Specific qualifications can also be further broken down into levels. In England, Wales and Northern Ireland, these levels are from entry level to level 8. In Scotland with the Scottish Credit and Qualifications Framework (SCQF), these levels are from level 1 to level 12.
For more information about the qualification levels in England, Wales and Northern Ireland, check out this governmental guide. For more information about the SCQF levels, check out this guide by Glasgow Kelvin College. You can also look at these qualifications in comparison by looking at this guide by the SQA.
The table below attempts to simplify the education system and provide a rough overview. It’s important to note that many qualifications are missing from this table.
|Qualification level||Example qualifications||Scottish qualification level|
|Entry level (sub level 1)||National 1 qualifications||1|
|Entry level (sub level 2)||National 2 qualifications||2|
|Entry level (sub level 3)||National 3 qualifications||3|
|1||GCSE grade D-G (3-1)
BTEC Level 1
NVQ Level 1
National 4 qualifications
|2||GCSE grades A*-C (9-4)
BTEC Level 2
NVQ Level 2
National 5 qualifications
NVQ Level 3
AS & A-Levels
|4||NVQ Level 4
BTEC level 4
BTEC level 5
|6||Honours Degree (BA, BSc)
NVQ Level 7
What is an entry level qualification in the UK?
In the UK, an entry level qualification is the first level of qualification that you can get. It is split into 3 sub levels: entry level 1, entry level 2 and entry level 3. Entry level 3 is the highest of the entry level qualifications. In the Scottish SCQF levels, entry level in England, Wales and Northern Ireland covers levels 1 to 3 as it lines up with the entry level sub levels.
The idea of entry level qualifications is so that you can have a qualification that is recognised in the UK even if you’re not ready or prepared to study a higher-level qualification. For more information about these, check out this governmental guide.
What is a level 1 qualification in the UK?
A level 1 qualification is the next level up in England, Wales and Northern Ireland. The equivalent of this in the SCQF levels is a level 4 qualification.
As it is a higher level, there is a bit more of a range of qualifications at level 1. For example, GCSE grades 1, 2 and 3 or between D and G are level 1, although they’re not a pass at GCSE. In Scotland, National 4 qualifications are also level 4 in the SCQF levels.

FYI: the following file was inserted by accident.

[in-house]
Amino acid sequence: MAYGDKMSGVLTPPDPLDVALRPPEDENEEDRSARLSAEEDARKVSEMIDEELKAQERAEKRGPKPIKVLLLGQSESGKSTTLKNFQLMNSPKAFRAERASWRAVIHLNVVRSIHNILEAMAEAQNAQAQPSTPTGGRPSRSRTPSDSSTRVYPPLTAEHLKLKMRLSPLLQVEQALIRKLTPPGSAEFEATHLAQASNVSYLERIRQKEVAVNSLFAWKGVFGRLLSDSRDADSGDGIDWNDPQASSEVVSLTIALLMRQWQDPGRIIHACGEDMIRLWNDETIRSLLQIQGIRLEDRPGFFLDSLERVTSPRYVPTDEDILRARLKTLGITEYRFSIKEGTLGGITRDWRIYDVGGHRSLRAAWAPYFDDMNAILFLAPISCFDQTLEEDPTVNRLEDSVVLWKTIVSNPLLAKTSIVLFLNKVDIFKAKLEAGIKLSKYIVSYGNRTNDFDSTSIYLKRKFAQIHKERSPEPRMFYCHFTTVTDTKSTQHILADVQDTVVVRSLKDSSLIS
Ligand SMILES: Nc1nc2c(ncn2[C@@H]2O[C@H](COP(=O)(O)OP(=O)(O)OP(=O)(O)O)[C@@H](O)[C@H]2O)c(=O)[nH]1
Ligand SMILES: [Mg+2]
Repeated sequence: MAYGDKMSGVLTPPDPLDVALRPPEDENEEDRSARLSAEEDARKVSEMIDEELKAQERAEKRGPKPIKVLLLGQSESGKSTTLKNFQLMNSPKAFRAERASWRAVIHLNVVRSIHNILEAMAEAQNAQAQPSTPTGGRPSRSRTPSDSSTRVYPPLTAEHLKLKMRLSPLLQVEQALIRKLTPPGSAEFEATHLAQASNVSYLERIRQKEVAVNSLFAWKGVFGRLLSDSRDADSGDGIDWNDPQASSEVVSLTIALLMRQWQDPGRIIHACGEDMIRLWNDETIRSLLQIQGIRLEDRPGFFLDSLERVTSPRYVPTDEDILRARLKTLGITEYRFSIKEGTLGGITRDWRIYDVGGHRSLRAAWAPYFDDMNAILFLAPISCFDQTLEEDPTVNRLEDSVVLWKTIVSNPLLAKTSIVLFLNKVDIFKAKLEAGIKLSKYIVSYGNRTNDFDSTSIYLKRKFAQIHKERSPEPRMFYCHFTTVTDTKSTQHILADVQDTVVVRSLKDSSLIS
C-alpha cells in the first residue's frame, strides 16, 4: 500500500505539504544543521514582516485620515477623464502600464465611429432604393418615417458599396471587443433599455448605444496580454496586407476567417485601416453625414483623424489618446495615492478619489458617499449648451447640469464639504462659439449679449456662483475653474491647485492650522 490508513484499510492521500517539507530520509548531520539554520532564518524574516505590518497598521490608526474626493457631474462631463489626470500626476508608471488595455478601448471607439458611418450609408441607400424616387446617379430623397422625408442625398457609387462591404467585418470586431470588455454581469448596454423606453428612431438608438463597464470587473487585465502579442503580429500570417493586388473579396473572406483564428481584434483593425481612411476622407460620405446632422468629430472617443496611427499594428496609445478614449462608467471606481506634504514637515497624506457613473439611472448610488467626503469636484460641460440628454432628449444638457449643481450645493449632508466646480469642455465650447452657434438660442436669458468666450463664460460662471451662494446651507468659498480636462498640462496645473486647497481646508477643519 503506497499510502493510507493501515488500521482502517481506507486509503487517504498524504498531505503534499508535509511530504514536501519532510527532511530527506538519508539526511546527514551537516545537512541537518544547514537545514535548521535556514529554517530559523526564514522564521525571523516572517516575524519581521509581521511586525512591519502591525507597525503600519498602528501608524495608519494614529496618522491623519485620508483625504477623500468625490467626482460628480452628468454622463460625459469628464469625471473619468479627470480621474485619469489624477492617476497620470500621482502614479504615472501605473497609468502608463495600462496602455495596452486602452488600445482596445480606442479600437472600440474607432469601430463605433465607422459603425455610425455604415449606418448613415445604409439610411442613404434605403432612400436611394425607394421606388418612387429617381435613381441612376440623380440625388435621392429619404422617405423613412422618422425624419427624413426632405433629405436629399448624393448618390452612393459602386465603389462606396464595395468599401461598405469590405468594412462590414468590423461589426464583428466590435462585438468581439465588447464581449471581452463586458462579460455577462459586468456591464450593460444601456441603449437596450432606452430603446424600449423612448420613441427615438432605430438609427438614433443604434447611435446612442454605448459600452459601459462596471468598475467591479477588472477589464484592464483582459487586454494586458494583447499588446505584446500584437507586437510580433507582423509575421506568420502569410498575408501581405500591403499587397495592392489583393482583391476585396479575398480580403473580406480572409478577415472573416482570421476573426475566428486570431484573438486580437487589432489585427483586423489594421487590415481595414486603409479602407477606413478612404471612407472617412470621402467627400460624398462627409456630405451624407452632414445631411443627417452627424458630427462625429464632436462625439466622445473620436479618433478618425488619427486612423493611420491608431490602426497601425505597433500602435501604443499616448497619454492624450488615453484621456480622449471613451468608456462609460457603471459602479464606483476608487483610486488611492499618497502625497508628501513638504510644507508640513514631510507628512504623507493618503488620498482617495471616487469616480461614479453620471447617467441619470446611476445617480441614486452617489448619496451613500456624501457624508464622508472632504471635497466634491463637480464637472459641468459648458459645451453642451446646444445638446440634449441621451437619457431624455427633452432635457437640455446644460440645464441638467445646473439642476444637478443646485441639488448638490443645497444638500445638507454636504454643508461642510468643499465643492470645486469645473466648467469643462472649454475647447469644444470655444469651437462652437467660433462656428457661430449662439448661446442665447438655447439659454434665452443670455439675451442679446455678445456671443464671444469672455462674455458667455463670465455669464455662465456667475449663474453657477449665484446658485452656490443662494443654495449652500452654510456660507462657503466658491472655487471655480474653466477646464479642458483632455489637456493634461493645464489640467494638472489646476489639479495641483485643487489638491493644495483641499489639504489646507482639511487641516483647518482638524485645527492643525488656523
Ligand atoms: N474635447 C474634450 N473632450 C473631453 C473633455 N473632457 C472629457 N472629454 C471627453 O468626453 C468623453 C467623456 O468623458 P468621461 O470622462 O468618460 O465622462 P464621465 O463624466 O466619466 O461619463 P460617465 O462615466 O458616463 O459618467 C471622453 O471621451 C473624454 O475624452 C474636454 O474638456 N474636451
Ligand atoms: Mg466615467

Music gradings from 1 to 3 are also ranked at level 1. This is the same with a vast range of different essential skills, functional skills, national vocational qualifications (NVQs)/ Scottish vocational qualification (SVQs), BTEC and other vocational qualifications that are offered at level 1.
For more information about the levels of BTEC qualifications, check out this Think Student article. For more examples about what is included in this level, please refer to the links above.
What is a level 2 qualification in the UK?
The next level up is a level 2 qualification. This is equivalent to a level 5 qualification in Scotland. As level 2 or level 5 qualifications are slightly more credible. This is because in England, Wales and Northern Ireland, level 2 is the level of GCSEs. In Scotland, this is the same level as National 5 qualifications.
Other qualifications at level 2 are Intermediate Apprenticeships or Modern Apprenticeships in Scotland, a range of BTECs, CTECs, NVQs and other vocational qualifications. It also includes music gradings 4 and 5.
For more information about CTEC qualifications, check out this Think Student article. For more examples of level 2 qualifications, please refer to the links above.
What is a level 3 qualification in the UK?